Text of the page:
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High court ruling could financially hurt public sector unions


AUGUST 2015, LEHIGH VALLEY Edition of The Union News

High court ruling could financially hurt public sector unions


REGION, July 22nd- The United States Supreme Court will hear a case in the fall session that could result in public sector labor organizations to represent workers that refuse to join the union and not help finance the expense of their representation.

The high court stated in late June it would consider during the next term whether public employees must pay fees to labor organizations that they have refused to join but receive the negotiated wage and working conditions under the terms and conditions of the Collective Bargaining Agreement (CBA) between governments and unions.

The Supreme Court ruled forty years ago that states could allow labor unions to collect fees, often called ‘agency fee’ from nonmember government workers to help pay collective bargaining cost. However, the employee could be excluded from paying anything toward the labor organizations spending on political involvement. Federal workers were not a part of the ruling with most involving state and school workers including teachers.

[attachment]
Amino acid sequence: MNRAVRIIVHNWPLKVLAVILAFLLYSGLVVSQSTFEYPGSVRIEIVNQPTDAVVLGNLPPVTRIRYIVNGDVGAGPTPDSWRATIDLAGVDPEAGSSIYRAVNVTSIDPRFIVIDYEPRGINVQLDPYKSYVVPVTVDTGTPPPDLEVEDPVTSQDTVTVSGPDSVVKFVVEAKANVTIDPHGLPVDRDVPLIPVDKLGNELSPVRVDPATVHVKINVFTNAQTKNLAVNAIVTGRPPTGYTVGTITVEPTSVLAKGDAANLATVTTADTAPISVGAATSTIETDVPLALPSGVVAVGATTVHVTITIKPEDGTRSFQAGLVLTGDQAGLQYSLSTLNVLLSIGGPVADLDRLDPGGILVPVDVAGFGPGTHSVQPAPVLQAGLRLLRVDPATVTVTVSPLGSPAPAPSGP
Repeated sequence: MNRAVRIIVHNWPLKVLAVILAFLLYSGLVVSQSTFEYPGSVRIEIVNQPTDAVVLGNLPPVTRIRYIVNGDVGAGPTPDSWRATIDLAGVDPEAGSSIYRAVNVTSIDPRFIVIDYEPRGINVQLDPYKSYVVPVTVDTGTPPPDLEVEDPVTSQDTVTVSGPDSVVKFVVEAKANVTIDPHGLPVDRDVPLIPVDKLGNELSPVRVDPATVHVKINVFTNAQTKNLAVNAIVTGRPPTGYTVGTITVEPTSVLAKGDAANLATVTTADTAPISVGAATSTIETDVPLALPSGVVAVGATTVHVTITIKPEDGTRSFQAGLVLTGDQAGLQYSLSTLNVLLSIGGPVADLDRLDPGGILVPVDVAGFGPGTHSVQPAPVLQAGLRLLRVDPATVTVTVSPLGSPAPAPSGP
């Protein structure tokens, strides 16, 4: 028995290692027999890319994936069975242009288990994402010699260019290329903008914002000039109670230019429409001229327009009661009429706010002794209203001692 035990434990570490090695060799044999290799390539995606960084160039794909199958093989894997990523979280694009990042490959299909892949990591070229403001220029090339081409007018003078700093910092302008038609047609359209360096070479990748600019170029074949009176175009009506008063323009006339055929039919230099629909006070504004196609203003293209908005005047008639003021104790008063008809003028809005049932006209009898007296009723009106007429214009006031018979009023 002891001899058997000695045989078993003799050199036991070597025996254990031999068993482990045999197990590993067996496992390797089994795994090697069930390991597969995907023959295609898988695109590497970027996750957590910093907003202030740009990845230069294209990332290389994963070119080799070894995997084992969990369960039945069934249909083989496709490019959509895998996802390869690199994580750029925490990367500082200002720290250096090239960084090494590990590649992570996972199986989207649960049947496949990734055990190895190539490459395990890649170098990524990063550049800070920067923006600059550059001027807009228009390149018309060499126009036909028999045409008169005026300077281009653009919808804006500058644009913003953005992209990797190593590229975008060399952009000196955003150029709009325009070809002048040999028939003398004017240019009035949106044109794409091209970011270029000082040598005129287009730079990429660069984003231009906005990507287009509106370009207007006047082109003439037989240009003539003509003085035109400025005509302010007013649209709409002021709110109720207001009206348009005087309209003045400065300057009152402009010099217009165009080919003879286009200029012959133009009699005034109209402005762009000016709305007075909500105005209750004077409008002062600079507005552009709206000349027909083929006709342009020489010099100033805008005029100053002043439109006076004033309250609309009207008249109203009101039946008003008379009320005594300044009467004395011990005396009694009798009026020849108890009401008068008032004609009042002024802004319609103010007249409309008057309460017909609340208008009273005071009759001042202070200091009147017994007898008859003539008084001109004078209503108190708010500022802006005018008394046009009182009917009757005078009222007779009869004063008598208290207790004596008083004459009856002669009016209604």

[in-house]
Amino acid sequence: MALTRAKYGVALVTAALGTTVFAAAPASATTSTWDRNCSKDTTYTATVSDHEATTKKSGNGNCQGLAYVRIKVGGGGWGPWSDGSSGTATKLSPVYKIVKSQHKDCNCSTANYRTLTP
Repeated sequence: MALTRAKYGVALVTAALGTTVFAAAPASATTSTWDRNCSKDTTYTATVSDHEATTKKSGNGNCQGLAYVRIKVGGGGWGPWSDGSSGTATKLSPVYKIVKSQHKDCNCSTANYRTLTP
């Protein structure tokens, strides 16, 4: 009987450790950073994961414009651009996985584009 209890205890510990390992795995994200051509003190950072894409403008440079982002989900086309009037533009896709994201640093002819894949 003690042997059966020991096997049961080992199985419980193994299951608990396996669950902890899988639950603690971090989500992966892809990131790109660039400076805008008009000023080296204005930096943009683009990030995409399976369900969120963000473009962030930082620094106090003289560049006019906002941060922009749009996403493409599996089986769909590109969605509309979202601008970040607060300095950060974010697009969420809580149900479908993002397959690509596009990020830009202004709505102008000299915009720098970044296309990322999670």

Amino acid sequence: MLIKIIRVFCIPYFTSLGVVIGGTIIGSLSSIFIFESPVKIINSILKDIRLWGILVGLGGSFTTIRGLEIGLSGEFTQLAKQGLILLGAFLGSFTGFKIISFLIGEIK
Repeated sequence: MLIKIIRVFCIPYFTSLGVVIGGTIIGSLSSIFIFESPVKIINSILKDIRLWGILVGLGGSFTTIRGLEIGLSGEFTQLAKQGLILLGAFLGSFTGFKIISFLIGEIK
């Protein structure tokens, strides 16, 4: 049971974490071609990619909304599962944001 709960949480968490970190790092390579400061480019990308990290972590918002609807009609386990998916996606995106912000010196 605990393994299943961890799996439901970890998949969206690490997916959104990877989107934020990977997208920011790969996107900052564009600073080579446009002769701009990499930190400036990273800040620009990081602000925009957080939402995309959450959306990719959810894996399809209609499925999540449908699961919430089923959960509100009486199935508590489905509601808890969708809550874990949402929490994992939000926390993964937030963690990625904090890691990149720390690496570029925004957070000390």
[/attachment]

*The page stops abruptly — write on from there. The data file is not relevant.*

Most union haters and pro-business conservatives on the court in 1977 were critical of the ruling which was called “Abood vs. Detroit Board of Education’.

The union haters have stated that it was unfair for unions to receive fees from workers that do not want to join the union. However, the labor organization must still represent the worker(s) should he or she be fired and will receive the wage and benefits that was negotiated between the labor organization and management.

The United States Supreme Court could rule against any government worker from paying compulsory dues, which would financially hurt the labor organization. Rebecca Friedrichs, a California teacher who has refused to join the California Teachers Association, which is affiliated with the National Education Association (NEA) brought the case against the Union stating that the union was infringing against her First Amendment right of free-speech.

She has claimed that her First Amendment rights were violated despite that none of the fees collected from her is used for political activities. Her backers have argued that she and anti-union workers like her should not be compelled to fund collective bargaining techniques and positions which they disagree.

Unions such as the American Federation of State, County and Municipal Employees (AFSCME), the Service Employees International Union (SEIU), the American Federation of Teachers (AFT), and the NEA would be the most effected should the court rule in favor of Ms. Friedrichs.

“Unions have a right to collect a fair share from the people they represent, regardless of whether the people want to pay,” stated Randi Weingarten, President of the AFT.